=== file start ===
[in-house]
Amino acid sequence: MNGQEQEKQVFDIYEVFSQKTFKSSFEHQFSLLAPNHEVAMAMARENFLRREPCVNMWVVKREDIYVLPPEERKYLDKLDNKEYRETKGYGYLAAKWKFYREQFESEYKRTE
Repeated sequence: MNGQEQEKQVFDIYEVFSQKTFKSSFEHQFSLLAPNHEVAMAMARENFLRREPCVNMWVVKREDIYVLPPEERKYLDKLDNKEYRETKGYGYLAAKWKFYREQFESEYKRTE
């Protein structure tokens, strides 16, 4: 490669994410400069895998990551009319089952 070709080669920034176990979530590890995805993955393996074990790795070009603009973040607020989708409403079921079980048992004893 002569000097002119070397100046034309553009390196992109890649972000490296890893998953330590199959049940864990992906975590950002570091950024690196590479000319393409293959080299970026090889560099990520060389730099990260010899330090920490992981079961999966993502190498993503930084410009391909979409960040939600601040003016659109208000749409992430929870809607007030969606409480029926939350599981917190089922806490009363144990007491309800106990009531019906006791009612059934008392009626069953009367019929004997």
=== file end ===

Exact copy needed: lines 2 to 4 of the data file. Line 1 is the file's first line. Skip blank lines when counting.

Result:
Amino acid sequence: MNGQEQEKQVFDIYEVFSQKTFKSSFEHQFSLLAPNHEVAMAMARENFLRREPCVNMWVVKREDIYVLPPEERKYLDKLDNKEYRETKGYGYLAAKWKFYREQFESEYKRTE
Repeated sequence: MNGQEQEKQVFDIYEVFSQKTFKSSFEHQFSLLAPNHEVAMAMARENFLRREPCVNMWVVKREDIYVLPPEERKYLDKLDNKEYRETKGYGYLAAKWKFYREQFESEYKRTE
């Protein structure tokens, strides 16, 4: 490669994410400069895998990551009319089952 070709080669920034176990979530590890995805993955393996074990790795070009603009973040607020989708409403079921079980048992004893 002569000097002119070397100046034309553009390196992109890649972000490296890893998953330590199959049940864990992906975590950002570091950024690196590479000319393409293959080299970026090889560099990520060389730099990260010899330090920490992981079961999966993502190498993503930084410009391909979409960040939600601040003016659109208000749409992430929870809607007030969606409480029926939350599981917190089922806490009363144990007491309800106990009531019906006791009612059934008392009626069953009367019929004997």